The conventional wisdom in Washington’s legal and policy circles is that the core aspects of the US economic sanctions embargo on Cuba are mandated by statute, and therefore all the President can do is tinker around the edges, that is, in areas where Congress has been silent, or at least has not specifically addressed a particular question. Despite the great fanfare that has accompanied President Obama’s efforts to relax the embargo, since the reestablishment of diplomatic relations with Cuba, the reality has been quite modest: primarily, the moves have made basic business operations simpler in a narrow group of sectors such as transportation, telecommunications, education and non-profits, and in areas like travel and family remittances, along with a few others. For many industries, the remaining legal restrictions continue to deter market entry. Obama Administration officials have stated that they would like for the embargo to be lifted entirely, to allow a normal level of commerce with Cuba, while acknowledging continuing obstacles on the Cuban side. The Administration has indicated that the reason they have moved so cautiously in lifting some of the restrictions over the past few years is because of the statutes that remain on the books that they do not have the power to overturn by executive action.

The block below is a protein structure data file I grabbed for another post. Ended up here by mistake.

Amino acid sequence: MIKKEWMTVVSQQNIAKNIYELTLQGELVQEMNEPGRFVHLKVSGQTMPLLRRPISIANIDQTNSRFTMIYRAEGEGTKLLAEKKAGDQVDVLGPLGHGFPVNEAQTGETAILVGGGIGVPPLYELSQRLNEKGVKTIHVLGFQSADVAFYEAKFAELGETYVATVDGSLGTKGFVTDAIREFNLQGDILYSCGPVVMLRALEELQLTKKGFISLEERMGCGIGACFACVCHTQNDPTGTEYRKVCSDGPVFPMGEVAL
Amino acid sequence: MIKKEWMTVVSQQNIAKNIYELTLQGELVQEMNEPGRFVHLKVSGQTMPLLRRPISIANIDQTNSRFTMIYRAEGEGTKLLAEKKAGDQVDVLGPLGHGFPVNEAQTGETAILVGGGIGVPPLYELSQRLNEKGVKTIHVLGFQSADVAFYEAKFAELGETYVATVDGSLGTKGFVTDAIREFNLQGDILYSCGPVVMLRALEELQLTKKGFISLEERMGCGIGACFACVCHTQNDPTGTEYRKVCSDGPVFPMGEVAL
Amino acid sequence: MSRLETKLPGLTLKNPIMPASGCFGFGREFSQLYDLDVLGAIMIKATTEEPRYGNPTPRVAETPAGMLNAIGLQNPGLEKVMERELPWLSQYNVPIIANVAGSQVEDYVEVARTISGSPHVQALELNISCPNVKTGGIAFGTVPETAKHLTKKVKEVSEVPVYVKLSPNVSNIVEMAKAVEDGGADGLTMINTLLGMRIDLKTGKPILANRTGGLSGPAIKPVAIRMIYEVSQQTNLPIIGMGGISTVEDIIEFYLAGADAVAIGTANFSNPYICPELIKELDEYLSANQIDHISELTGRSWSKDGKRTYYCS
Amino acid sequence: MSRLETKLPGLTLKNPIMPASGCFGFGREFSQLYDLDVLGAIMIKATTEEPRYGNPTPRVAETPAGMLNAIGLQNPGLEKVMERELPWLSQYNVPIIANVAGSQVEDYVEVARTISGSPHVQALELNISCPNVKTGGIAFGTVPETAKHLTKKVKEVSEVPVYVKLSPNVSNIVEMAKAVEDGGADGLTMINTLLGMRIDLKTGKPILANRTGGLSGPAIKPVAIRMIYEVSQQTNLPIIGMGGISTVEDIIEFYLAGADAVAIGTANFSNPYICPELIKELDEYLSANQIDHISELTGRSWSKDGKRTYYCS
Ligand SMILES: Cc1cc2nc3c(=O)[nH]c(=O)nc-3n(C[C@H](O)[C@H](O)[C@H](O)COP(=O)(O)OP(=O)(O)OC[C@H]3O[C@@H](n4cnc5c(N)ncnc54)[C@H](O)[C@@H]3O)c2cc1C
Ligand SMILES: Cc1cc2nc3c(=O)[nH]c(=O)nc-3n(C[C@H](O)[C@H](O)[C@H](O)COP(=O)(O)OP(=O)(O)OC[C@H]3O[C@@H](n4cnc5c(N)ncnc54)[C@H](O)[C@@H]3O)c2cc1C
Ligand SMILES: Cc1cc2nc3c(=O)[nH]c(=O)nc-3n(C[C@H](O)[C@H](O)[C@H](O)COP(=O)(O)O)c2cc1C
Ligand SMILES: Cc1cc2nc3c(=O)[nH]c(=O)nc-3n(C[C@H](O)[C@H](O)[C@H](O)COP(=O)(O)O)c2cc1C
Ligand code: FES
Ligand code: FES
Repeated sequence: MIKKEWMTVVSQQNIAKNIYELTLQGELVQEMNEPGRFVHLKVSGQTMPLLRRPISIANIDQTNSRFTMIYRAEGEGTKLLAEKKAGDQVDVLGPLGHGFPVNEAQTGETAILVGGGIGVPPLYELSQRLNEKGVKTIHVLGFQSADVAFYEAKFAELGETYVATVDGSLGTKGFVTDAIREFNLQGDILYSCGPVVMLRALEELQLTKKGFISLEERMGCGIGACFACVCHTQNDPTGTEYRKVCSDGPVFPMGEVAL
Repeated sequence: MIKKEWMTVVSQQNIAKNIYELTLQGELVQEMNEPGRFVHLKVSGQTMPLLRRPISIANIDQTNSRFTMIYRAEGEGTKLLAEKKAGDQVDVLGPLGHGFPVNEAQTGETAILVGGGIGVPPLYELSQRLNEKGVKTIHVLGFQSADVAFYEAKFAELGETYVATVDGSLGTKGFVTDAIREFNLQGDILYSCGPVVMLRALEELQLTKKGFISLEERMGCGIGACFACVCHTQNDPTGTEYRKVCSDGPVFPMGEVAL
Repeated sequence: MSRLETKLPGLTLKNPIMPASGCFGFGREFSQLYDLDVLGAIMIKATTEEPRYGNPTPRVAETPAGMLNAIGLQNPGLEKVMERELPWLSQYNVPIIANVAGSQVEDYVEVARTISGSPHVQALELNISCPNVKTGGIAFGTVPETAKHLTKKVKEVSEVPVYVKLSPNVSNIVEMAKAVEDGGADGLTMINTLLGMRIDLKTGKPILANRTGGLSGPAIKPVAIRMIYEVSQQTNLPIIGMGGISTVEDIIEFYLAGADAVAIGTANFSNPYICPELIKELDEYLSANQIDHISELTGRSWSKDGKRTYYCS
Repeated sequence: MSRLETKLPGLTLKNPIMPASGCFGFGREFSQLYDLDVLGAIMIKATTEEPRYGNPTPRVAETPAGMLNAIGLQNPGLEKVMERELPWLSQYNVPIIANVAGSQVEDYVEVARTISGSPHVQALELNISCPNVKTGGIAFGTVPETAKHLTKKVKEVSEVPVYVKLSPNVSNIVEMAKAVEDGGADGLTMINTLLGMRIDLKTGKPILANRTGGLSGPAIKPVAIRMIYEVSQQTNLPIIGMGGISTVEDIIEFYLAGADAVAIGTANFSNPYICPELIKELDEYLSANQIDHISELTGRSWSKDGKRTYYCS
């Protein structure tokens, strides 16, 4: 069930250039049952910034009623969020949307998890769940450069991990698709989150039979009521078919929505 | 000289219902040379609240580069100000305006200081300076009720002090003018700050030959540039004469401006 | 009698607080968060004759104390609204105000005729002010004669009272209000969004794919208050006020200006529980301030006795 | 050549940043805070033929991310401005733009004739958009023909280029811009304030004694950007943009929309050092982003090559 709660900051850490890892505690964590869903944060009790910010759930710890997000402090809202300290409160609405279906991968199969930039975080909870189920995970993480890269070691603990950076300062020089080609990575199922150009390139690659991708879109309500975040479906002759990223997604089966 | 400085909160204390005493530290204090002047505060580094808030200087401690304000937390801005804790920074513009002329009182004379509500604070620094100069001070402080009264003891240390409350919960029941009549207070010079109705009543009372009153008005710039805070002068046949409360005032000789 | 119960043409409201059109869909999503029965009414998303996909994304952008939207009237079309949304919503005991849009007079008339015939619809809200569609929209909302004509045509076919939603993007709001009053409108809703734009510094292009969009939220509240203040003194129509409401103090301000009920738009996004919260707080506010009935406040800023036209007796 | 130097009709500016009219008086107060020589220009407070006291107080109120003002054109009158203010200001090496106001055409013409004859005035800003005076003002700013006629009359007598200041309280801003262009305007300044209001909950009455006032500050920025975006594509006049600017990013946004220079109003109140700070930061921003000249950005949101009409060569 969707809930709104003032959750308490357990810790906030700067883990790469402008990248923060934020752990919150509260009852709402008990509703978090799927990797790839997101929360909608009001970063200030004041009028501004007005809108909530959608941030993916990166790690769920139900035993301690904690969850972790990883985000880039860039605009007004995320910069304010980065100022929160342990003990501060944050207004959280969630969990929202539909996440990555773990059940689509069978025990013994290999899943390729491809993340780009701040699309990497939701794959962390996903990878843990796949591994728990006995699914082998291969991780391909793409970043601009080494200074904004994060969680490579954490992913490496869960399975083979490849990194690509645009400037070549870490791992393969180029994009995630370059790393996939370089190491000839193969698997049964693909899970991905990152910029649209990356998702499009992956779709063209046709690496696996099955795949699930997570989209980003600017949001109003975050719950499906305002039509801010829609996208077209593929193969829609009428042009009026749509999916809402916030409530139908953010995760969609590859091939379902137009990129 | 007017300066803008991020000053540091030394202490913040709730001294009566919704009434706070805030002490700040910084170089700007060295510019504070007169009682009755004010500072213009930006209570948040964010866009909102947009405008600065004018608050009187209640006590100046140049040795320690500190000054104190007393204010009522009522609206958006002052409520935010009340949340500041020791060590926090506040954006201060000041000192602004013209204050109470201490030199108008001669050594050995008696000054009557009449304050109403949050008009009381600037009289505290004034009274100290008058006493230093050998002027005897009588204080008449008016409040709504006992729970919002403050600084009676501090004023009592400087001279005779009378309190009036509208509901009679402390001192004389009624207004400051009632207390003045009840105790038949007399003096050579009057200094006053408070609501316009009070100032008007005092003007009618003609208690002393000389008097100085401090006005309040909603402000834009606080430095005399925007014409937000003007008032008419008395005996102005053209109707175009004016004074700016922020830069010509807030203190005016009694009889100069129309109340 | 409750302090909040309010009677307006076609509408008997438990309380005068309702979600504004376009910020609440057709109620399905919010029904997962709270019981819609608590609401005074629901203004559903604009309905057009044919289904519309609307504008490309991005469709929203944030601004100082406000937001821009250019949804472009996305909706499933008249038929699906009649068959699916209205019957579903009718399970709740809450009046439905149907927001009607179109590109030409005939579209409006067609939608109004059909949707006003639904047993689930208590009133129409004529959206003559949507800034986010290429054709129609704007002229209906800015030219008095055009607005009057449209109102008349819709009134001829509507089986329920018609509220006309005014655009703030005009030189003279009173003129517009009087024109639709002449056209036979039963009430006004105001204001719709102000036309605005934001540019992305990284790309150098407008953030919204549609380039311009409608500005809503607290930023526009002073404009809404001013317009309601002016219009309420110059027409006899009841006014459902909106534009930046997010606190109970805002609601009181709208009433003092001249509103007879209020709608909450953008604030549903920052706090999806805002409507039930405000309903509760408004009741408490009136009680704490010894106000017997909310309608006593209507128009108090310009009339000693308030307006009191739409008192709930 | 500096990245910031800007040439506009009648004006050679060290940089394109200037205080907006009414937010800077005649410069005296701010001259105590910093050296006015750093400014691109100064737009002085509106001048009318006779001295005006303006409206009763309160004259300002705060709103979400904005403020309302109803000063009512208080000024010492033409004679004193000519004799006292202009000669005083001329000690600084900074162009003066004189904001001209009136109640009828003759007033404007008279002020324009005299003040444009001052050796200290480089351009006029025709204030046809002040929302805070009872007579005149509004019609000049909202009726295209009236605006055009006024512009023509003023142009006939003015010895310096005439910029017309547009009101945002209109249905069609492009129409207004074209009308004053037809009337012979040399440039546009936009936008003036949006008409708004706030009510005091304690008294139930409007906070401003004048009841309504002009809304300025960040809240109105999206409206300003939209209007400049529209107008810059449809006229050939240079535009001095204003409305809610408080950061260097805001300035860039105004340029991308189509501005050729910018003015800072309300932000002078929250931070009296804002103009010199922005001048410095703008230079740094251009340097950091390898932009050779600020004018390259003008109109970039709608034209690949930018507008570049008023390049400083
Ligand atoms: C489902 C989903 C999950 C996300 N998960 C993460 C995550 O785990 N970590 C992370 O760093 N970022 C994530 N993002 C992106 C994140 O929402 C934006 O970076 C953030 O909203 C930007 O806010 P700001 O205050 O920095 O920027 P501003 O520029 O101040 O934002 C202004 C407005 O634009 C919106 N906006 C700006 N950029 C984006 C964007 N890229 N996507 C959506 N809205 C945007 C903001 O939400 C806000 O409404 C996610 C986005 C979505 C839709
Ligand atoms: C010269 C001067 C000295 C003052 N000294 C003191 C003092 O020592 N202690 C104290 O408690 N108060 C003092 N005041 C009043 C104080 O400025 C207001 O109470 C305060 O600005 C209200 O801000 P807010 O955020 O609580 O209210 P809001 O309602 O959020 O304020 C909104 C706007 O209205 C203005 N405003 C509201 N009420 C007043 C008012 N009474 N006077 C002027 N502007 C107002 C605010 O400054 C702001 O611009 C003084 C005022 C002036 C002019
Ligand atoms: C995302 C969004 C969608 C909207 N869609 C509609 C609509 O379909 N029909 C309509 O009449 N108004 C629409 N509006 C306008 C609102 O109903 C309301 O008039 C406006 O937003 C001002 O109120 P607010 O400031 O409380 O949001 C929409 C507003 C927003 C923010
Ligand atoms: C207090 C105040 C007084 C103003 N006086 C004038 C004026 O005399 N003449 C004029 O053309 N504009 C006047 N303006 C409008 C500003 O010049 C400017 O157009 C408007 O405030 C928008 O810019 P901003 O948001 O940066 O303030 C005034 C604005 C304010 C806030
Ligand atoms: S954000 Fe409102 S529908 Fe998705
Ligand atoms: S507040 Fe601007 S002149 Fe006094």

However, on October 17, 2016, the Treasury Department’s Office of Foreign Assets Control (OFAC) published a new general license at Section 515.534 of the Cuban Assets Control Regulations (CACR) that appears to show a crack in the Administration’s public position about why it cannot do more to lift the embargo. The new general license authorizes US persons to negotiate and enter into contingent contracts that contemplate transactions that are prohibited by the CACR, provided that the performance of the contracts (e.g. actually providing goods or services or receiving payments) is made contingent on OFAC (and any other federal agency whose authorization is required) authorizing the underlying transactions or on such an authorization no longer being required. In other words, while large areas of business remain off limits due to sanctions restrictions, now, for the first time in decades, companies can at least enter into contractual discussions and even sign binding contracts, as long as those deals cannot enter into force until they are authorized in full by the US government. In addition to contracts, this covers executory pro forma invoices, agreements in principle, executory offers capable of acceptance such as bids or proposals in response to public tenders, binding memoranda of understanding, and similar agreements. A much narrower general license to negotiate and enter into executory contracts for authorized exports or reexports to Cuba was previously included at Section 515.533(b) of the CACR, so this represents a significant expansion of the scope of this type of authorized activity. By allowing US companies to go into Cuba virtually free of constraints for business development purposes, the Obama Administration has taken a big step towards implementing its strategy of making its discretionary loosening of the Cuba embargo by executive action “irreversible” by the next administration, by building a strong set of vested interests behind the current path of normalization.